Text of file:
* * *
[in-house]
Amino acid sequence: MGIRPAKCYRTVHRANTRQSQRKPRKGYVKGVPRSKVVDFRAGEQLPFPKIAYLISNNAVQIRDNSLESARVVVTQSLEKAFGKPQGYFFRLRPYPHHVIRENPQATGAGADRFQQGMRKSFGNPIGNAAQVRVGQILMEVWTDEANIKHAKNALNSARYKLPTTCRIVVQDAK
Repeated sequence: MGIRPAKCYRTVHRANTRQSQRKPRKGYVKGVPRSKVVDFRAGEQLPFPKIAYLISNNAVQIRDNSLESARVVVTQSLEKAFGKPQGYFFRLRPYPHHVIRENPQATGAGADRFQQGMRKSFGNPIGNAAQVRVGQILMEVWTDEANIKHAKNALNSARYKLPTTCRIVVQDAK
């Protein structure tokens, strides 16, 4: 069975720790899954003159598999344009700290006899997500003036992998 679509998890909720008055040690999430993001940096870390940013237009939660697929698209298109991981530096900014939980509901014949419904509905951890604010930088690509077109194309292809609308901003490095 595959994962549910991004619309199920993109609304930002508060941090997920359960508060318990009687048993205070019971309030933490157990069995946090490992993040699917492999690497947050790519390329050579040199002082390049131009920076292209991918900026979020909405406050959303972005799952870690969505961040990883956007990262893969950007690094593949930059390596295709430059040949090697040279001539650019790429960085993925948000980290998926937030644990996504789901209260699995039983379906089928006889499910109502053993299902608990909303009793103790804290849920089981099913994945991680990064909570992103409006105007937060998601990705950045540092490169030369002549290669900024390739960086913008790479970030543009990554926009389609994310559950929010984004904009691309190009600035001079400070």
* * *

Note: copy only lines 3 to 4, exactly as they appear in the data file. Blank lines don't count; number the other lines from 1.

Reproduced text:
Repeated sequence: MGIRPAKCYRTVHRANTRQSQRKPRKGYVKGVPRSKVVDFRAGEQLPFPKIAYLISNNAVQIRDNSLESARVVVTQSLEKAFGKPQGYFFRLRPYPHHVIRENPQATGAGADRFQQGMRKSFGNPIGNAAQVRVGQILMEVWTDEANIKHAKNALNSARYKLPTTCRIVVQDAK
């Protein structure tokens, strides 16, 4: 069975720790899954003159598999344009700290006899997500003036992998 679509998890909720008055040690999430993001940096870390940013237009939660697929698209298109991981530096900014939980509901014949419904509905951890604010930088690509077109194309292809609308901003490095 595959994962549910991004619309199920993109609304930002508060941090997920359960508060318990009687048993205070019971309030933490157990069995946090490992993040699917492999690497947050790519390329050579040199002082390049131009920076292209991918900026979020909405406050959303972005799952870690969505961040990883956007990262893969950007690094593949930059390596295709430059040949090697040279001539650019790429960085993925948000980290998926937030644990996504789901209260699995039983379906089928006889499910109502053993299902608990909303009793103790804290849920089981099913994945991680990064909570992103409006105007937060998601990705950045540092490169030369002549290669900024390739960086913008790479970030543009990554926009389609994310559950929010984004904009691309190009600035001079400070």